With legislated stage 3 tax cuts on the horizon (commencing 1 July 2024) you may have encountered the term "bracket creep" or "tax bracket creep."

Understanding what bracket creep is can help you make more informed financial decisions when it comes to salary considerations, optimising your tax and planning your retirement. It can also help you confidently engage in discussions about changes in tax policies.

To understand bracket creep you need to understand Australia's progressive tax system and average tax rates. In this article, we will discuss these factors and provide an overview of the stage 3 tax cuts and its impact.

What is a progressive tax system?

The Australian income tax system is "progressive," meaning that the more an individual earns, the more they pay in income tax. In this system, higher-income individuals are subject to higher tax rates, while lower-income individuals are subject to lower tax rates according to the tax thresholds.

The Australian residents tax rates for 2023-24 looks like the below. The table shows the thresholds in which tax rates increase with taxable income.

Taxable income Tax rate
0 — $18,200 Tax free
$18,201 — $45,000 19%
$45,001 — $120,000 32.5%
$120,001 — $180,000 37%
$180,001 and over 45%

The above rates do not include the Medicare levy of 2%.

Using the 2023-24 tax rates as an example, a lower earning individual making $18,200 would not have to pay tax on this income as it is within the 'tax-free threshold'. A higher-income individual would be subject to a higher tax rate — their next $26,800 is taxed at 19%, the following $75,000 at 32.5% etc.

What is the difference between marginal vs average tax rate?

Another important concept to understanding bracket creep is marginal vs average tax rates.

The marginal tax rate is the amount of tax an individual pays on additional income they earn according to the tax brackets. In the above example, it's the 19% (from $18,201 to $45,000).

An average tax rate on the other hand, is the total tax as a proportion of an individual's total taxable income.

As an example, consider an individual with an income of $150,000.

  • They would pay no tax on their first $18,200
  • 19% on their next $26,800
  • 5% on their next $75,000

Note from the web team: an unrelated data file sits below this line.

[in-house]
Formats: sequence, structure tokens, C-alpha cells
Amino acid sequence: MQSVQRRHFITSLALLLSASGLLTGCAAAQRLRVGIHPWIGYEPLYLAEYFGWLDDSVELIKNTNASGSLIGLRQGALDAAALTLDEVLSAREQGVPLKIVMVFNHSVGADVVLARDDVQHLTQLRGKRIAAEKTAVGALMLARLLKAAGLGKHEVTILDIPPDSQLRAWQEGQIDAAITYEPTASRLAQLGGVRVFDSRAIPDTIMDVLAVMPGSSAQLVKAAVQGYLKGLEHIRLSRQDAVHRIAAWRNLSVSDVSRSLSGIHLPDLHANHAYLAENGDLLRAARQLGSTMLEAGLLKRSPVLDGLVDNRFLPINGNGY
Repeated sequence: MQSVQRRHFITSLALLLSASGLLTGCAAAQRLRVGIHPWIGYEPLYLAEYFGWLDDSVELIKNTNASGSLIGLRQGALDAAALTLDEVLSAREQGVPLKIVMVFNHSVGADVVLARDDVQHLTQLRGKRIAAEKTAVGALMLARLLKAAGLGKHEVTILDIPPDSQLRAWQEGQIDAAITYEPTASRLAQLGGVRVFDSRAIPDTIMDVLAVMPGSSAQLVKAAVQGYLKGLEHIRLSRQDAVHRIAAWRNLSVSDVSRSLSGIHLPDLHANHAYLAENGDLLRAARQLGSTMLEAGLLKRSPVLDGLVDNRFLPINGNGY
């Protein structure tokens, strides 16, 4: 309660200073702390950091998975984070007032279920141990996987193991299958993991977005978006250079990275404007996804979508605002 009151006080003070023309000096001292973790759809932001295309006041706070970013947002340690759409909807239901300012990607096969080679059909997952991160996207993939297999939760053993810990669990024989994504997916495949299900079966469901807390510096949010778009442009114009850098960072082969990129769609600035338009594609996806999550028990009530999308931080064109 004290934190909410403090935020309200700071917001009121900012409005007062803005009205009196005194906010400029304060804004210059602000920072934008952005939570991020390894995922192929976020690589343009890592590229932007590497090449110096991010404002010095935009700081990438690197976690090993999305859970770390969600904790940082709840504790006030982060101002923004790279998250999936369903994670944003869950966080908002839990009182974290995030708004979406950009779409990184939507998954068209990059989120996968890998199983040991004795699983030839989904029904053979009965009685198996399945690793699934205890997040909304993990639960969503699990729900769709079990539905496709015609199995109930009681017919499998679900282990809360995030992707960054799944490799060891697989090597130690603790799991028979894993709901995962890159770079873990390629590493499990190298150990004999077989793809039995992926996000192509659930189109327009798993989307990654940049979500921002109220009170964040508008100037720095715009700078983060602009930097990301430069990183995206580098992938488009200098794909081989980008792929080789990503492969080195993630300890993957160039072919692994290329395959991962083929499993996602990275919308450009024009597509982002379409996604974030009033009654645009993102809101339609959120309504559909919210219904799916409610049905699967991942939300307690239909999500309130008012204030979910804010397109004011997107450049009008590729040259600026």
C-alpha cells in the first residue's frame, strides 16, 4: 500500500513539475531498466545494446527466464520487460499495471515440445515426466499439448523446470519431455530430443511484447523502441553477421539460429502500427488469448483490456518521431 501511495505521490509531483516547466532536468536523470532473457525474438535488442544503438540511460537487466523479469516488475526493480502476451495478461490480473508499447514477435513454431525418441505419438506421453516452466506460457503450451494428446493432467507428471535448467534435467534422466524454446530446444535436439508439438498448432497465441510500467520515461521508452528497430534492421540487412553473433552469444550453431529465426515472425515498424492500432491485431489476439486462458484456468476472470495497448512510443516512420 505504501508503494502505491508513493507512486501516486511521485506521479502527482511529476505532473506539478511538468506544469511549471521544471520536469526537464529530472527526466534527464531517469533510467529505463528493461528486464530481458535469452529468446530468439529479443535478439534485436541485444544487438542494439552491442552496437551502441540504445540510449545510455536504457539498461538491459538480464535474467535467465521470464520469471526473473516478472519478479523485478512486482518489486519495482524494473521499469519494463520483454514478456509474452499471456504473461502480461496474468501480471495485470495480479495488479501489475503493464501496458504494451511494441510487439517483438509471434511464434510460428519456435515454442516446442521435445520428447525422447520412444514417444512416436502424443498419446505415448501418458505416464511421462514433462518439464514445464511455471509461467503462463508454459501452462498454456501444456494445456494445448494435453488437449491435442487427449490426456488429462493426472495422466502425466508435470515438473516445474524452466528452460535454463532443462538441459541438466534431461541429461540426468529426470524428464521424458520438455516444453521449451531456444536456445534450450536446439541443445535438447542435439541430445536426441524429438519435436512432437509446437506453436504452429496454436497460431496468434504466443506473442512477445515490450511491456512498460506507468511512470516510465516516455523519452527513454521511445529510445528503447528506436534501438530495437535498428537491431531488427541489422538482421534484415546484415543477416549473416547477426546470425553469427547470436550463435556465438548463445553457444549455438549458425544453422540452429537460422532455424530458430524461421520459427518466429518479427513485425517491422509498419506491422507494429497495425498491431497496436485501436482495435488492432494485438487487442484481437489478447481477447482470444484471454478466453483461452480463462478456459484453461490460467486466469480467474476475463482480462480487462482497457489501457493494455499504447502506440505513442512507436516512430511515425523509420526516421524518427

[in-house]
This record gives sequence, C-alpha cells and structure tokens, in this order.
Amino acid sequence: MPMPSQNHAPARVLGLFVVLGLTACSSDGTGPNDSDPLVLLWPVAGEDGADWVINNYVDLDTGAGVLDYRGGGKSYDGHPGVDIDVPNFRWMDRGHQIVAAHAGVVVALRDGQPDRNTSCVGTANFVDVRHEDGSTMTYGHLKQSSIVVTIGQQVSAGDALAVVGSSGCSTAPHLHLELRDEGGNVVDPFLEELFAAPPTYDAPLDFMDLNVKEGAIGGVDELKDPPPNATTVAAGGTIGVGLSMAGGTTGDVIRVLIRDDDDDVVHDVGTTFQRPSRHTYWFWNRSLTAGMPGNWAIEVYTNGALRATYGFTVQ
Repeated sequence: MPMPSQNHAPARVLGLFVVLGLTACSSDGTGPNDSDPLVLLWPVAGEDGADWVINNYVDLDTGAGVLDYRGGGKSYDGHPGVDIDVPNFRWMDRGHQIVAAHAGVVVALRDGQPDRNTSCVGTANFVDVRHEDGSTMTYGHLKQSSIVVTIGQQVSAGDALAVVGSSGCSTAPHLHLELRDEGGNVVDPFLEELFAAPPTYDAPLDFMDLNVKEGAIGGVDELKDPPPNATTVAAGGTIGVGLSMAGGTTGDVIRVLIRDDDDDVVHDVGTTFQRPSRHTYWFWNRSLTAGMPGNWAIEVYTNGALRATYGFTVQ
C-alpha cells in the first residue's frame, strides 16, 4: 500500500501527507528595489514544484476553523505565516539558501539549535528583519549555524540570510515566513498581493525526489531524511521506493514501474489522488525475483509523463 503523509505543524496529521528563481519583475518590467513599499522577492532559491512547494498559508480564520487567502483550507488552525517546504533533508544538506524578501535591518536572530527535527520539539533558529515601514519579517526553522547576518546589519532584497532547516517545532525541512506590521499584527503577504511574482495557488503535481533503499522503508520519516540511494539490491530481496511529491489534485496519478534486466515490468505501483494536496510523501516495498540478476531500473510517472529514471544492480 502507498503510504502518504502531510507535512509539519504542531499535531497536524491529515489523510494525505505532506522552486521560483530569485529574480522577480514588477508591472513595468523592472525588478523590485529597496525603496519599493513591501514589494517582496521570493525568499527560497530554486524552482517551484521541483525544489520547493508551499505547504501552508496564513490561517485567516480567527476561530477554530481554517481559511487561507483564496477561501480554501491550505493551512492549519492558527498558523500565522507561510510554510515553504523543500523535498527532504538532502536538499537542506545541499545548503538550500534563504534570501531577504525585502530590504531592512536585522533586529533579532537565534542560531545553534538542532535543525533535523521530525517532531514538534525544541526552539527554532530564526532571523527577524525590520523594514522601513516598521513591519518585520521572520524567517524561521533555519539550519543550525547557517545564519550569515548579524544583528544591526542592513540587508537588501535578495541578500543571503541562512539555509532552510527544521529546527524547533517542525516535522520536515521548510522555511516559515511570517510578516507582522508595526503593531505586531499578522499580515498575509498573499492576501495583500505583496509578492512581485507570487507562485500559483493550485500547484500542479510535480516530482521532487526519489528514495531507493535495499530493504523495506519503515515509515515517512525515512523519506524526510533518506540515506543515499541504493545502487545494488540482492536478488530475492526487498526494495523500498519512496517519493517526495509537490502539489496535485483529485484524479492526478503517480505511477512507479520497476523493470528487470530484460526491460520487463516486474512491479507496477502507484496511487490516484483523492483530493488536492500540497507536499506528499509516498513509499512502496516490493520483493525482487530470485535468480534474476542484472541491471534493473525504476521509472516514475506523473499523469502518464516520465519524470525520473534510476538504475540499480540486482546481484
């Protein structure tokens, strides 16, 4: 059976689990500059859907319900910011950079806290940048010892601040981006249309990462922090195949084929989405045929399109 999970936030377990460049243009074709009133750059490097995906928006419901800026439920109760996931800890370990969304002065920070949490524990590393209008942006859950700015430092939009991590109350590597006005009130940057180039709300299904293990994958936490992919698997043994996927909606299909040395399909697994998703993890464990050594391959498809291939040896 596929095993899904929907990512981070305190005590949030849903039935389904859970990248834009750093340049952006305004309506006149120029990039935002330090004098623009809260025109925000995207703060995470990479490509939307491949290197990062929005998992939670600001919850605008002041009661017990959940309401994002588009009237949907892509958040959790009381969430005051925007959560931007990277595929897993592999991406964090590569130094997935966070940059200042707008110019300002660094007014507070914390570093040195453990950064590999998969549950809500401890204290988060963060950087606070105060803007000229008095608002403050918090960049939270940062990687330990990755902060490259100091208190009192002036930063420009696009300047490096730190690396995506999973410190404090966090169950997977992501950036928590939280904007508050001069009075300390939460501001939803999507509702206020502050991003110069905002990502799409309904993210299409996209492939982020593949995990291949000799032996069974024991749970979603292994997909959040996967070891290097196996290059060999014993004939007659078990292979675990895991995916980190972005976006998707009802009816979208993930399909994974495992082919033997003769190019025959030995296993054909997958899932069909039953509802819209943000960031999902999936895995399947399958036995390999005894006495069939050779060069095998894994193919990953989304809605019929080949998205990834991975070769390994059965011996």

• 37% on their last $30,000

This results in a total tax of just over $40,000. $40,000 as a proportion of total income is around 27% - this percentage is the average tax rate.

See below as a visual representation from the Australian Parliamentary Budget Office.

What is bracket creep and its impact?

Bracket creep occurs when rising incomes cause individuals to pay a higher average tax rate, even though there may not have been changes to marginal tax rates and thresholds.

The impact of this is felt during periods of high inflation, wherein salary growth means more paid in tax but an individual's purchasing power is lower. This means that the value of this growth and a person's standard of living is not felt positively.

What is the government's role in bracket creep?

Bracket creep inevitably occurs as pay increases, and can impact the standard of living of individual taxpayers. As Australia's tax rates and thresholds do not automatically adjust for inflation, changes have to be legislated to manage average tax rates.

The government has proposed a redesign of the stage 3 tax cuts that were introduced several years ago. These new tax cuts are designed to provide bigger tax cuts for middle Australia to help with cost-of-living.

Let's compare the current 2023-24 tax rates against the proposed stage 3 tax cuts coming in 1 July 2024.

Current tax rates (2023-24) Proposed new tax rates (2024-25)
Taxable income Tax rate Taxable income Tax rate
0 — $18,200 Tax free 0 — $18,200 Tax free
$18,201 — $45,000 19% $18,201 — $45,000 16%
$45,001 — $120,000 32.5% $45,001 — $135,000 30%
$120,001 — $180,000 37% $135,001 — $190,000 37%
$180,001 and over 45% Over $190,001 45%

These changes will:

  • reduce the 19% tax rate to 16%
  • reduce the 32.5% tax rate to 30%
  • increase the threshold above which the 37% tax rate applies from $120,000 to $135,000
  • increase the threshold above which the 45% tax rate applies from $180,000 to $190,000

Having a clear understanding of bracket creep will enable you to assess the potential impacts of these proposed changes on your financial situation, empowering you to make more informed decisions with confidence.

How Gallagher can help

While we still have time in the current financial year, it is an opportunity to review your tax-effective strategies on what could be done prior to 30 June. So, wherever you are on your financial journey, we can help you plan for the future. Our advisers can help you achieve your financial goals by bridging the gap of where you are today and where you want to be tomorrow. Get in touch today.

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